"Don't tell me that doing something like (this) proposal is going to introduce another drug into society. That's a load of bull."

The Goal of Biblical Exegesis and Theological Interpretation...

Aptly put by Michael Bird from Euangelion...

What is the goal of biblical exegesis and theological interpretation for the reader, practitioner, and minister? In other words, what is the "goal of our instruction" (1 Tim. 1.5) in the Christian Scriptures? I think Eugene Peterson sums it up well when he says that through the Scriptures “we learn to think accurately, behave morally, preach passionately, sing joyfully, pray honestly, obey faithfully”. (Eugene H. Peterson, Christ Plays in Ten Thousand Places: A Conversation in Spiritual Theology [Grand Rapids, MI: Eerdmans, 2005], 182).

Monday, February 23, 2009

Tying Up Some Loose Ends on Smoking

By Andrew Faris

As I anticipated, there was some objection to my post from Thursday that suggested that smoking in and of itself is not always sinful and can certainly be done to the glory of God.

I am grateful for thoughtful objections, as this is an issue that I'm still processing. I figured I might as well address those in a new post because I have more to say than a comment's worth. In particular here I think of John Bruce's reasonable and humble objection (posted as "Jeff and Jenny's Dad") that goes into the most detail. I'll handle all of this in a point by point manner.

Objection #1: There is no question about it: smoking in all forms does increase health risks, and therefore Christians should not engage in it.

Let me state something upfront on this: if it is true that the kind of smoking I am here referring to significantly increases my health risks, I will stop. But I am still simply not convinced that this is the case. I will continue to use myself as a test case.

I am a 25 year old who smokes a pipe probably two times a week on average. This has been the case for the last six months to a year. When I get married in a month and a half, this number will decrease because I will no longer live in a house with four other men who enjoy smoking, and in fact my fiancee doesn't love it. Put simply, I do not think that this amount of smoking brings serious health risks.

Part of the reason for this is that in the studies I have found (including this quite thorough government-published monograph on cigar smoking), the test cases do not include those who smoke less than one cigar per day. My understanding is that there has been quite little research on this group of smokers (which would include me). And again I hasten to add that pipes contain far less tobacco than do cigars, which leads me to believe that the health risk is far less.

So here is a question for those who object on the grounds of health: can you point me to a study that measures this kind of occasional smoking? Because if you can, please do- I really would like to know. It appears to me that there is not enough risk in occasional pipe or cigar smoking to warrant a serious study, though I most certainly could be wrong about that!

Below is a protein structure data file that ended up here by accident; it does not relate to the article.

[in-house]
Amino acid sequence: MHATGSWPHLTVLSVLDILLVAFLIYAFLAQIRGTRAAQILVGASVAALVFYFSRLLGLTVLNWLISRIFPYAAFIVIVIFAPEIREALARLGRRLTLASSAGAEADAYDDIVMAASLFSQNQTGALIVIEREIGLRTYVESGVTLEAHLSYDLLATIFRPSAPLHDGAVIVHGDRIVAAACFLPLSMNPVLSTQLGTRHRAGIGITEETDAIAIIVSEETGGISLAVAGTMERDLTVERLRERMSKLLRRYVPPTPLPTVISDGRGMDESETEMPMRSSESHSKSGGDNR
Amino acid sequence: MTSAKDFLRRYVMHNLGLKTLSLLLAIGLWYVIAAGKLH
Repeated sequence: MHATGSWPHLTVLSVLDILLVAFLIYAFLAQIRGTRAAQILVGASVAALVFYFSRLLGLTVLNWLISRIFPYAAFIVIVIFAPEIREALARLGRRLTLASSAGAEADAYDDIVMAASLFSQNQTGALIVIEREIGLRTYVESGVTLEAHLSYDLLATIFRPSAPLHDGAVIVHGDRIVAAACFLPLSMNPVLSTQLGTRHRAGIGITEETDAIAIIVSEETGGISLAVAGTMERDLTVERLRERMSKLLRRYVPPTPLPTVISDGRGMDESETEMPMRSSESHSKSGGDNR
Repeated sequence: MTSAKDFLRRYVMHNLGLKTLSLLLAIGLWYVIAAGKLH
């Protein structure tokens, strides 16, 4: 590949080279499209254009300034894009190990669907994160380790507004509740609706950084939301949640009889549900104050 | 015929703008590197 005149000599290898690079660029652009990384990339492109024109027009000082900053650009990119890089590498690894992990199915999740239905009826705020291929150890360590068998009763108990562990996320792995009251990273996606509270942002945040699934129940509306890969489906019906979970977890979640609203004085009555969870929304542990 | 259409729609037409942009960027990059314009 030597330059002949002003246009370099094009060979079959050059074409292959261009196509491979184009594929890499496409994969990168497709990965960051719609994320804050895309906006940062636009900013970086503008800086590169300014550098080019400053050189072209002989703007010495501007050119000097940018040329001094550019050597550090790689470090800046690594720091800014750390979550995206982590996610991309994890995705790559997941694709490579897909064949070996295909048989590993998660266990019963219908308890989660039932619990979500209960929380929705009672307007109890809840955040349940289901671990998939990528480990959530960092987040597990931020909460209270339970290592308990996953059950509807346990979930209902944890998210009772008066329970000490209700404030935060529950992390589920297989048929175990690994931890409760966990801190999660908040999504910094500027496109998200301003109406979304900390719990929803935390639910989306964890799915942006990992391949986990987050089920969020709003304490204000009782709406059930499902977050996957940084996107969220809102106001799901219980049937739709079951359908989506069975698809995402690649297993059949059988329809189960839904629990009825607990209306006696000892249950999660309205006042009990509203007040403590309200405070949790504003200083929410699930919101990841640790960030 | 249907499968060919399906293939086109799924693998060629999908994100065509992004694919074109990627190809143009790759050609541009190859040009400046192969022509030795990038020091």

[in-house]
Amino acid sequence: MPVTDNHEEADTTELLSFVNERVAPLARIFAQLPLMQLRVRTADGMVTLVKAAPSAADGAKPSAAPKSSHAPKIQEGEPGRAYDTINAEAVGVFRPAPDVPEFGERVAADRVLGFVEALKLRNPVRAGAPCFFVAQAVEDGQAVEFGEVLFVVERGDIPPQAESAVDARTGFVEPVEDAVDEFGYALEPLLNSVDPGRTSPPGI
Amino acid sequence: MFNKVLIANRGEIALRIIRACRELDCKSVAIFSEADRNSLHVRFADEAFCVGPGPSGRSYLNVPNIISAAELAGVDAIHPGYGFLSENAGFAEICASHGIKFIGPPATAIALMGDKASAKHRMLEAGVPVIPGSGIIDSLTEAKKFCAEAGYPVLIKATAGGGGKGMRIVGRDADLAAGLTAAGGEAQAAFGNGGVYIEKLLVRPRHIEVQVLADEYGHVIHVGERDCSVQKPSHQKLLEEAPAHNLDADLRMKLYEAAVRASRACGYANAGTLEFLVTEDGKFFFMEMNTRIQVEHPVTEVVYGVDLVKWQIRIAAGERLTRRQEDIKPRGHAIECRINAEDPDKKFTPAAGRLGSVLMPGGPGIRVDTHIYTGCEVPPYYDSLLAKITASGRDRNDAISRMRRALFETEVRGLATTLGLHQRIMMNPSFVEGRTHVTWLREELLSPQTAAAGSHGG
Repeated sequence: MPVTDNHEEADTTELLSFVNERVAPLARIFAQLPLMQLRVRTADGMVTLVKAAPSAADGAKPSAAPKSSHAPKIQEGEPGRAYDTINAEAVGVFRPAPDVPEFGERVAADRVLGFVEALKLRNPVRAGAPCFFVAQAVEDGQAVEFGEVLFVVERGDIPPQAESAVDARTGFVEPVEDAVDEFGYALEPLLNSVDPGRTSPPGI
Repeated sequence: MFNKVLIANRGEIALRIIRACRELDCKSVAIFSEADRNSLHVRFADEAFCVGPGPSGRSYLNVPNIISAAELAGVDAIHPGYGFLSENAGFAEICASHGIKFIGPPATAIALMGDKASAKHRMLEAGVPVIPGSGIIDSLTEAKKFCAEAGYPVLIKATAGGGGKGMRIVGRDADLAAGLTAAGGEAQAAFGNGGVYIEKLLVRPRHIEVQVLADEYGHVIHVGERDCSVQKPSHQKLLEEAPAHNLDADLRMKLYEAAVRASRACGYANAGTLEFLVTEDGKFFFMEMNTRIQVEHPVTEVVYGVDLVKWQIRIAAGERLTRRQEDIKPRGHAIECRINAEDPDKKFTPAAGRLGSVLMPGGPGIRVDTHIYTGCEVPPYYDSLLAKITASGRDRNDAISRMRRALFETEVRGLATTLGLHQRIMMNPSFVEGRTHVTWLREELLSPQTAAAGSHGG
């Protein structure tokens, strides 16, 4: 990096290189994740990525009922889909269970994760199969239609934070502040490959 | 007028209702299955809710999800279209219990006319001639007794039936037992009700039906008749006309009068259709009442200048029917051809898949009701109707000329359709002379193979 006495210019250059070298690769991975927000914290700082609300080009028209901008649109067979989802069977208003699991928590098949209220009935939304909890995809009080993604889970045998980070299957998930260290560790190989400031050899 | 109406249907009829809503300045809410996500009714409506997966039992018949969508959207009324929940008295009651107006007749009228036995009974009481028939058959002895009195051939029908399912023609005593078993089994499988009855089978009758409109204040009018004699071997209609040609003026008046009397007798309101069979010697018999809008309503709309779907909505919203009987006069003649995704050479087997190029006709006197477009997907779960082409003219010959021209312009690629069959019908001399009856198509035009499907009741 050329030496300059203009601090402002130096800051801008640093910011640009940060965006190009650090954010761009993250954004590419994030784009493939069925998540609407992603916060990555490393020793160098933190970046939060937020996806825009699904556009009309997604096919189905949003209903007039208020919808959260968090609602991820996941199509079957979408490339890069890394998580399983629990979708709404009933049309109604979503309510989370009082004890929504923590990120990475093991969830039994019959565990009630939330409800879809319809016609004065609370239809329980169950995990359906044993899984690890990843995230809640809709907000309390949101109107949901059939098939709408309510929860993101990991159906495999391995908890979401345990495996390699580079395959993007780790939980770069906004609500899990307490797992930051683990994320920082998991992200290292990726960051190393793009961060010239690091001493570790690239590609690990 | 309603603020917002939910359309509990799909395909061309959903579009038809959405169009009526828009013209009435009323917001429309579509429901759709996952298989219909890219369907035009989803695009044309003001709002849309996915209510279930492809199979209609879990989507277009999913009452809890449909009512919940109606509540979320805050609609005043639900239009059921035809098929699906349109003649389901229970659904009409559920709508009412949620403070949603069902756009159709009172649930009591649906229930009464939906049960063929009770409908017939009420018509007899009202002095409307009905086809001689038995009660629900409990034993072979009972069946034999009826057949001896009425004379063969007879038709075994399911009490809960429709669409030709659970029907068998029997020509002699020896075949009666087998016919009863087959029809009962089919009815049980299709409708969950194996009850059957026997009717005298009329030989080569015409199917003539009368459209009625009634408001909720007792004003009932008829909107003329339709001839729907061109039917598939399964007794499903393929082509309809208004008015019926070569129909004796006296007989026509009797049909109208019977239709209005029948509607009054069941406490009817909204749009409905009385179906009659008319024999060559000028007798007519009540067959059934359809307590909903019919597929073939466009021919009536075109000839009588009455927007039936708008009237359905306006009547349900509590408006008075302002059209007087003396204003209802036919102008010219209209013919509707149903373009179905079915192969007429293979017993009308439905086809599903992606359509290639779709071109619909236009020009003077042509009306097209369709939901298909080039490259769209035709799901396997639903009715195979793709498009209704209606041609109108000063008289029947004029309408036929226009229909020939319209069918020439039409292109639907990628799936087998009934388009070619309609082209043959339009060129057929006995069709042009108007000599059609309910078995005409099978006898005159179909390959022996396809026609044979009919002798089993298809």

Let me add one more thing to this point: are you, in an a priori kind of way, at all willing to accept even the possibility that the occasional smoking I have described actually does not present significant health risks? It strikes me as I think through this issue that it is so ingrained in the minds of most people that all forms of smoking absolutely will kill you that the simple idea of doing it in a non-destructive way is thrown out as impossible. But as I've said, I'm really not sure this is true.

And here, I maintain my analogy between the health risks of a poor diet and the health risks of occasional smoking. Heart disease is the biggest killer in America, yet there is fast food on every corner. I am reminded of the movie "Thank You For Smoking" where Aaron Eckhart's character suggests that it is inconsistent to want to put giant "smoking kills" type warning labels on cigarette packs while we do no such thing on fast food burger wrappers.

I think the comparison is fair: the National Center for Health Statistics says that a staggering 66.3% of Americans who are at least 20 year old are overweight or obese. says that 33% of adult Americans are obese, and obesity related deaths per year over 300,000 (second only to smoking related deaths!). As far as I can tell, that only measures obesity related deaths, not those related to being overweight more generally. Yet there aren't warning labels on your burger, fries, and soda.

On top of all that, the Bible directly condemns gluttony, but I don't see Christians up in arms about it. Why? Well, culturally the two are perceived differently, probably at least in part due to the addiction issue with smoking. But if you don't think eating food that is bad for you is addictive, then you've never talked to the countless overweight people who have been trying to lose the same weight for twenty years.

All that said, you can eat greasy food in moderation and probably considerably lessen the adverse health effects- I'm not suggesting that we all become vegans! I am suggesting that the same moderation is possible with smoking.

Objection #2: What about second hand smoke?

I always smoke outside, I don't smoke that often, and I almost make a point of blowing smoke away from everyone sitting with me. I honestly cannot imagine that this presents a significant health risk given these circumstances.

Some even suggest that studies measuring the effects of secondhand smoke are suspect, and it does seem that the major focus is on people who spend lots of time in places where there is relatively constant second hand smoke, such as in a bar or a house with addicted cigarette smokers.